A very special Christmas

December 22, 2014


Double lung transplant recipient and her family say thanks

Karen Hamilton is spending the holiday season at home with her husband and their two-year-old twin daughters.

The Taber woman, who was born with cystic fibrosis, considers this cherished time with family nothing short of a Christmas miracle.

Earlier this year, Karen, 30, underwent a double lung transplant at the University of Alberta Hospital in Edmonton, a procedure that will improve and extend her life.

“My life has done a 180 since the transplant,” says Karen. “I can begin looking forward to a future with my family … We will be forever grateful.”

To show their gratitude, Karen, her husband, Brent, and their girls, Emma and Lily, visited the transplant team last month to deliver handwritten Christmas cards for each member, as well as candy canes. Many hugs and tears were also shared during the emotional reunion.

“I just want to thank them and be able to show them what they gave me – this gift. Because they cared, I am able to be with my girls and my husband and my family longer,” says Hamilton.

Adds Brent: “Anything you needed, you could talk (to the team). You could ask any question. The care that we have here in Alberta is just amazing.”

Cystic fibrosis is a multi-system disorder that produces a variety of symptoms, including persistent cough with thick mucous, wheezing and shortness of breath, and frequent chest infections. The persistence and ongoing infection in the lungs causes loss of lung function, which proves fatal in most people with the disease.

“Before the transplant, I would have to take medication and cough for an hour and a half to clear my lungs each morning,” says Karen. “I needed to rely on the generosity of others to help care for my children every day.”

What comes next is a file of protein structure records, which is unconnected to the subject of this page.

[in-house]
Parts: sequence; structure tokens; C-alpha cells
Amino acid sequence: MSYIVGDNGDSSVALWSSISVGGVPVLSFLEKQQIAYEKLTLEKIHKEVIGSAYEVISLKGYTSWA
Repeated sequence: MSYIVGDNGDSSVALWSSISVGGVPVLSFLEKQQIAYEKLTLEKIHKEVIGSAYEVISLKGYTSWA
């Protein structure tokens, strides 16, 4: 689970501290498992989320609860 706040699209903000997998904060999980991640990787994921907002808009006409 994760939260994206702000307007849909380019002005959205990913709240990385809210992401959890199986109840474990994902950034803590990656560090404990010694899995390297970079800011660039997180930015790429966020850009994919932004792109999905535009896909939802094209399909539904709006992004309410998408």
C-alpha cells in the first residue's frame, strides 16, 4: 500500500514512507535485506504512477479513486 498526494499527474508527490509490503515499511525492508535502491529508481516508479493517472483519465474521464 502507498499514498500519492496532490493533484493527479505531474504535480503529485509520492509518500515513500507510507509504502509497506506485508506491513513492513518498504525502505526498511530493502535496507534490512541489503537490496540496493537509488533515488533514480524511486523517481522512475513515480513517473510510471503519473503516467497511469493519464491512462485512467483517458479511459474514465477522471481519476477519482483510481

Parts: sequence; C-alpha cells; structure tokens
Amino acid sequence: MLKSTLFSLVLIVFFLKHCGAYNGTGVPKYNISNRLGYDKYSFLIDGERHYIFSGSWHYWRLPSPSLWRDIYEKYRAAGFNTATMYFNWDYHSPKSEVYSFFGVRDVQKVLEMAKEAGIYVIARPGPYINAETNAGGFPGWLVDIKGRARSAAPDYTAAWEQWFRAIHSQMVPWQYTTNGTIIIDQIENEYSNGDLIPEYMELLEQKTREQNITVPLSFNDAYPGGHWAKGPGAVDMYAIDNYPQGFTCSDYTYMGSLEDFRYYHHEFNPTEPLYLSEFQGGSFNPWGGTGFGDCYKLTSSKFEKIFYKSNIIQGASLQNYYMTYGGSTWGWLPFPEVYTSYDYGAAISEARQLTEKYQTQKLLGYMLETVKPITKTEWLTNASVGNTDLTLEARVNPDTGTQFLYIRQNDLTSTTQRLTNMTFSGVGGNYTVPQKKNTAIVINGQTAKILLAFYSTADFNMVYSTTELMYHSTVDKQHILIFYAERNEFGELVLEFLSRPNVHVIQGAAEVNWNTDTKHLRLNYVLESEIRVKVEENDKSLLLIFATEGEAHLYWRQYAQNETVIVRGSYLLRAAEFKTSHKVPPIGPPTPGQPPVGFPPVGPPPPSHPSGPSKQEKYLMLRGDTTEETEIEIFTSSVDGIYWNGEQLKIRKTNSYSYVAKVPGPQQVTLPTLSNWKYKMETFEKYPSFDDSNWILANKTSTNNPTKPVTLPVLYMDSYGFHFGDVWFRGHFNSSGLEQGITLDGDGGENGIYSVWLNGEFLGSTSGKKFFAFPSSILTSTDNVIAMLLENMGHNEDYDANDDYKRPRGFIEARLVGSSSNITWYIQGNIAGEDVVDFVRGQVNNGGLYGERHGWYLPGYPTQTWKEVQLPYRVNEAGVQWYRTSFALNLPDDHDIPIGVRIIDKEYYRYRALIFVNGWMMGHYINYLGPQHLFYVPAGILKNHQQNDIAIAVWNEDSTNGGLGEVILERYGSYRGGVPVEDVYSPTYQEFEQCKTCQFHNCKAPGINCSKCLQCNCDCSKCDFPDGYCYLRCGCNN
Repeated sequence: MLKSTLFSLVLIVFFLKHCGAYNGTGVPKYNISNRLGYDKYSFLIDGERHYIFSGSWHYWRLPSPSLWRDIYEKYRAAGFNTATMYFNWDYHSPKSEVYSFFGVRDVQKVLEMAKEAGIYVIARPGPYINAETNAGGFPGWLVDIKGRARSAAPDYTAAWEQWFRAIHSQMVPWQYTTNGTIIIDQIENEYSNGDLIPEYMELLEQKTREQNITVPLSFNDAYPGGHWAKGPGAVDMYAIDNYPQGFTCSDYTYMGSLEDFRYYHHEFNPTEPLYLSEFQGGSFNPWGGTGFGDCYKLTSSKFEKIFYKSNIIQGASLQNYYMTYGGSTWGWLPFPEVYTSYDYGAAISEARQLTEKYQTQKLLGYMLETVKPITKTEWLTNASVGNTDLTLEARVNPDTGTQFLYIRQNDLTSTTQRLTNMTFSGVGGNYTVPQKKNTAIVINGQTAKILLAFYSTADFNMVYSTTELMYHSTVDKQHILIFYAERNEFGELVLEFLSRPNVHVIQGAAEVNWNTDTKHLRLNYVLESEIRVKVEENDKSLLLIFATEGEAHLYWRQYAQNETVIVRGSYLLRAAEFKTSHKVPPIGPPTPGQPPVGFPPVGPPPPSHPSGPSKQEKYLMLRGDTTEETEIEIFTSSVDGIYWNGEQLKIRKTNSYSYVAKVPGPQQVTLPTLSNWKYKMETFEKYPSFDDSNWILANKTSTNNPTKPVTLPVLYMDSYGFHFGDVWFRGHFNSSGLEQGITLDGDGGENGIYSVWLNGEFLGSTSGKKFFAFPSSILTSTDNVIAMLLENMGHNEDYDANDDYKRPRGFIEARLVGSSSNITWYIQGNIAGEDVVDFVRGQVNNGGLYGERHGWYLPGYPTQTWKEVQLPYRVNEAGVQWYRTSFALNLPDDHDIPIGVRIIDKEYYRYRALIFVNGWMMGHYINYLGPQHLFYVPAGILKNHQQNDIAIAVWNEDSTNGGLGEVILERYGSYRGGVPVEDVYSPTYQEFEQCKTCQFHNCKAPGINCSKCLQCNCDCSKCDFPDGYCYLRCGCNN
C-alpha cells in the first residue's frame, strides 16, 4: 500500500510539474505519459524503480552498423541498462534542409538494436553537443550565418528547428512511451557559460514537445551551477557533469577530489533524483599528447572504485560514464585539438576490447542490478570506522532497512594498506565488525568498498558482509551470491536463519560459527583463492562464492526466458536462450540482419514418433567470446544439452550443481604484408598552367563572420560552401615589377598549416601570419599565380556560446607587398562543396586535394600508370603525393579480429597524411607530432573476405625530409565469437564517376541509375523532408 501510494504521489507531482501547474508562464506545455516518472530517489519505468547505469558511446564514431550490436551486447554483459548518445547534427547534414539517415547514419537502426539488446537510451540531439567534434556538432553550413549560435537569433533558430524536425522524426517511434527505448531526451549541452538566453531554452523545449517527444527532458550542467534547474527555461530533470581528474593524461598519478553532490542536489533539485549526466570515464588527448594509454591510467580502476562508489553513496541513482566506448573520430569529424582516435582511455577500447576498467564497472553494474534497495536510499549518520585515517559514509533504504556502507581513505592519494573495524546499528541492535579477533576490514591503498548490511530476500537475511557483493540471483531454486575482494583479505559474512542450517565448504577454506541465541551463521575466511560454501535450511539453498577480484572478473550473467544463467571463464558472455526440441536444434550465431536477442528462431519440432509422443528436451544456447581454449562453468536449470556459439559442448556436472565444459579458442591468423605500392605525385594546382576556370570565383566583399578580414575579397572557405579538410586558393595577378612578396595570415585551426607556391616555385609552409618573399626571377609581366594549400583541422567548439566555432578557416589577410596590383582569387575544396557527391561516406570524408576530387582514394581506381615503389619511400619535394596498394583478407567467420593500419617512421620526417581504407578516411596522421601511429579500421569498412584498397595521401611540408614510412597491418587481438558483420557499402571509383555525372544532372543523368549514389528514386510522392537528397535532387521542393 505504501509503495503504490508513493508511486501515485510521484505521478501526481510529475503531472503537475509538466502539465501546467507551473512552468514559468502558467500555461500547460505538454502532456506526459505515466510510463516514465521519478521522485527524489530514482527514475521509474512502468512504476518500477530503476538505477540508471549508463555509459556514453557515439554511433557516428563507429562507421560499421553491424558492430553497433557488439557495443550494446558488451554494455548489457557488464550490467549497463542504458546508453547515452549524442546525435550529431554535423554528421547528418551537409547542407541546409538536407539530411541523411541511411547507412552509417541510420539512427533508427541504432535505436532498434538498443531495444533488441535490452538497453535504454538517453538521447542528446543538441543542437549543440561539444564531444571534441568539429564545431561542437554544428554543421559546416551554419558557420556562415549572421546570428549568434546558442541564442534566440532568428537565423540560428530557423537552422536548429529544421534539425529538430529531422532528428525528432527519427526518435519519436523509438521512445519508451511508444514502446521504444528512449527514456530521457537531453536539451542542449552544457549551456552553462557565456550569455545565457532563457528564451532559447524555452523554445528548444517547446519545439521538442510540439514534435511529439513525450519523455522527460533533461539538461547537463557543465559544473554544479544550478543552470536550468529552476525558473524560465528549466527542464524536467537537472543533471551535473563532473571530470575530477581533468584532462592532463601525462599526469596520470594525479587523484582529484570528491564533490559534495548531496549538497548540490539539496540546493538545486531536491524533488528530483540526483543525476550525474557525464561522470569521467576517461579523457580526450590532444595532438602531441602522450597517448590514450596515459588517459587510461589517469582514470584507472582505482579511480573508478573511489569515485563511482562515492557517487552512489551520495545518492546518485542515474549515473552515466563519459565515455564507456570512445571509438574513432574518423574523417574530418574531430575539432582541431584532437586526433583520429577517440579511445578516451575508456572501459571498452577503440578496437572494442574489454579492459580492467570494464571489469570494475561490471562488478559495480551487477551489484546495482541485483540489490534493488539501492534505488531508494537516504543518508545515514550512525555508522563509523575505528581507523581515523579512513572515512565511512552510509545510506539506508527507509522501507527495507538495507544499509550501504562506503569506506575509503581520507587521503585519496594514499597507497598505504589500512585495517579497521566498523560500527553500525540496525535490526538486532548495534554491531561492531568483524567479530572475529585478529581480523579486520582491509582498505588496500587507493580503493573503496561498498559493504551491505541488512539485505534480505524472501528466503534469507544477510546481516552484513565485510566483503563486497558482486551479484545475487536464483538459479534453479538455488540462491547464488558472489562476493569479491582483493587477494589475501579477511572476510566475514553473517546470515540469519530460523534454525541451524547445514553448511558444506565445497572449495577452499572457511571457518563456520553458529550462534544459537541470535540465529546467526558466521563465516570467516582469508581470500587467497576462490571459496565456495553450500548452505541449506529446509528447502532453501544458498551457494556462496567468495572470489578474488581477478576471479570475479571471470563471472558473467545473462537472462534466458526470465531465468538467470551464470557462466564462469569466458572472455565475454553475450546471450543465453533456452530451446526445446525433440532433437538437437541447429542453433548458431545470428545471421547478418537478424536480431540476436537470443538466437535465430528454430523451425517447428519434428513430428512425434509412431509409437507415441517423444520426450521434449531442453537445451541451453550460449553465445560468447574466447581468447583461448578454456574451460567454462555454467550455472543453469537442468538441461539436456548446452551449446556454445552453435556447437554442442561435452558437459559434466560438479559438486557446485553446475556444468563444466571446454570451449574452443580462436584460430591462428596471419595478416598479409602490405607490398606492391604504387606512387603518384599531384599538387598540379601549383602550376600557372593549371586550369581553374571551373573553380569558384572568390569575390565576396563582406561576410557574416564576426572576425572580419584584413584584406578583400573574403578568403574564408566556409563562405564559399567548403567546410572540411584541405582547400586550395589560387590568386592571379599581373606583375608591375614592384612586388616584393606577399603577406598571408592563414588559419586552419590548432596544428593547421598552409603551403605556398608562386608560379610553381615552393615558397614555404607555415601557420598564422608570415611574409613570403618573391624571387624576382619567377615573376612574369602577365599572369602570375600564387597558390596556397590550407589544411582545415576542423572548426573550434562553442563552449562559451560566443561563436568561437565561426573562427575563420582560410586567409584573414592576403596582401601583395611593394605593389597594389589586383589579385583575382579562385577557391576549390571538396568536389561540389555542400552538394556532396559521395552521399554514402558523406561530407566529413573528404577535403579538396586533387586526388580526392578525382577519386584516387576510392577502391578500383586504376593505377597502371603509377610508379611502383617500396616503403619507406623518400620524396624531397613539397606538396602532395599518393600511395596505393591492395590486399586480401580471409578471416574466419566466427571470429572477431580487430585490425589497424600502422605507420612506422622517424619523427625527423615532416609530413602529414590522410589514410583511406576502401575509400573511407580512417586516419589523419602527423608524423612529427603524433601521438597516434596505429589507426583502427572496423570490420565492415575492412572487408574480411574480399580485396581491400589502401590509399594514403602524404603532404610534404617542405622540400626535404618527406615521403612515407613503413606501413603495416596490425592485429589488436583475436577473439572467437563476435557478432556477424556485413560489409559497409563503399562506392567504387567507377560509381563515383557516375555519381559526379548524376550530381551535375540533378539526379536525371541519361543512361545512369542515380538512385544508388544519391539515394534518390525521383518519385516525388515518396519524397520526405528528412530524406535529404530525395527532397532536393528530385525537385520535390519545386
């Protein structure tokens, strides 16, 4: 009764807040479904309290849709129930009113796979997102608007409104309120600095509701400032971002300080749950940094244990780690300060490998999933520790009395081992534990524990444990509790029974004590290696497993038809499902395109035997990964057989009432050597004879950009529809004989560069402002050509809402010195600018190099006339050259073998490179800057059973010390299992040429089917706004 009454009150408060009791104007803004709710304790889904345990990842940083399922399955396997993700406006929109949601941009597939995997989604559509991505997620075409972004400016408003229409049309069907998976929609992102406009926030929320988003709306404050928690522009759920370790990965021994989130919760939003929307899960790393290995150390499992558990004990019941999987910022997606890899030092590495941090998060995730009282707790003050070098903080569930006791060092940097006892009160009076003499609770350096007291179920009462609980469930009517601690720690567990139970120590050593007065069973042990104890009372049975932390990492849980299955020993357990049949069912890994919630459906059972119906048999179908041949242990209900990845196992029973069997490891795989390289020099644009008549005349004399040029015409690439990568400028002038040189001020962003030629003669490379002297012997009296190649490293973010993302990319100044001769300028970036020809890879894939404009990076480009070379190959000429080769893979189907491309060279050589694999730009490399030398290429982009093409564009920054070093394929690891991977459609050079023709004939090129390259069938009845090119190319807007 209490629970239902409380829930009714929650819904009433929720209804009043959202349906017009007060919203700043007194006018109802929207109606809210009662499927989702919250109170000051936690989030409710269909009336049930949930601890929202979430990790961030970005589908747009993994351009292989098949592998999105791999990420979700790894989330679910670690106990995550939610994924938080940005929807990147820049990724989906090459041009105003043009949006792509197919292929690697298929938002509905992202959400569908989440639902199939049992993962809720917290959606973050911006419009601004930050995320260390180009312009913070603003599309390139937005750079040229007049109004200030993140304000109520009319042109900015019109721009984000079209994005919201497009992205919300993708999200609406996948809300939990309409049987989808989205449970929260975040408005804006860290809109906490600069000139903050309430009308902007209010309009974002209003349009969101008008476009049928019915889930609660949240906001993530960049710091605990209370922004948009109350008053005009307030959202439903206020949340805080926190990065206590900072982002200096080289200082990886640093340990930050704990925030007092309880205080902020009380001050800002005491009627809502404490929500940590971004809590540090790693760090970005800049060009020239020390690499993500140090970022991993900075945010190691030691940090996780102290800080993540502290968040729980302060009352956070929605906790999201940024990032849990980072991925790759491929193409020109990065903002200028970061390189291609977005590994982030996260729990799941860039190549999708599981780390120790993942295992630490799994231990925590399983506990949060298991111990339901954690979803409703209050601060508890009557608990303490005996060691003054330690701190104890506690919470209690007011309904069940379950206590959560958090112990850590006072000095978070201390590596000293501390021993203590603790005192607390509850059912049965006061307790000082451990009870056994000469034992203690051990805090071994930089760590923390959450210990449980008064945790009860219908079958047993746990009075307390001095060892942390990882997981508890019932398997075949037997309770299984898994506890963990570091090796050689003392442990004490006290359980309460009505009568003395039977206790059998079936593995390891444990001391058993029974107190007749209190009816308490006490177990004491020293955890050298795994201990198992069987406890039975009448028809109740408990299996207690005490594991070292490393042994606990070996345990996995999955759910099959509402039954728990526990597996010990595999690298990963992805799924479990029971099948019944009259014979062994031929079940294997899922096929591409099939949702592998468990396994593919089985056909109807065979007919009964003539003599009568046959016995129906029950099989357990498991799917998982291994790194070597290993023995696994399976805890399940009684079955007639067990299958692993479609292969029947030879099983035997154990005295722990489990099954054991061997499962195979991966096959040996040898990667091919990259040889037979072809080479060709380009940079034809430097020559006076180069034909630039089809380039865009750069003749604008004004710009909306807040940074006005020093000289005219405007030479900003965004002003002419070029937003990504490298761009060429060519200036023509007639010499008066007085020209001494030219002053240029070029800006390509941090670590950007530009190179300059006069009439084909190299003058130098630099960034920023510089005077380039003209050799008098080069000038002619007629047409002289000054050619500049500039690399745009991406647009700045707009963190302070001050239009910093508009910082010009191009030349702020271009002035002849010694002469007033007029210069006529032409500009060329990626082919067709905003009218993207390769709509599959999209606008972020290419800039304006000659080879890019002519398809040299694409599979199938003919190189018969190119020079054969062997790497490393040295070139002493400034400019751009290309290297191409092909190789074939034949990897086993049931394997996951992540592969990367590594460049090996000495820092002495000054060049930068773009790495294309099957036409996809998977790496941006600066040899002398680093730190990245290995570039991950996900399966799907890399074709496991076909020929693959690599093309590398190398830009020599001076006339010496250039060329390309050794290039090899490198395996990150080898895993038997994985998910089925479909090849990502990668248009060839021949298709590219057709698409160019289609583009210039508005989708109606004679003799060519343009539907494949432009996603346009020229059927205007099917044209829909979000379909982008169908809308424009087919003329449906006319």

Three months after being placed on a transplant list, a match became available. Surgeons used the hospital’s portable Ex-Vivo lung perfusion device to repair damaged donated lungs and make them suitable for transplant.

After a month of rehabilitation, Karen was back at home with her family.

“I turned 30 and that’s something, when I was younger, I never thought that I would even experience,” Karen says.

“Just to get to this part of life is quite fantastic.”

Members of the transplant team are happy their passion for health means there will be a family Christmas celebration in the Hamilton household.

“She had a lot to live for and that makes it a big, important thing for us to ensure we can make that happen for her,” says registered nurse Gilda Frizzell.

“We were so happy to actually meet her family because we had not met her little kids,” adds transplant co-ordinator Cheryl Salvador.

“So for them to be all together was really nice.”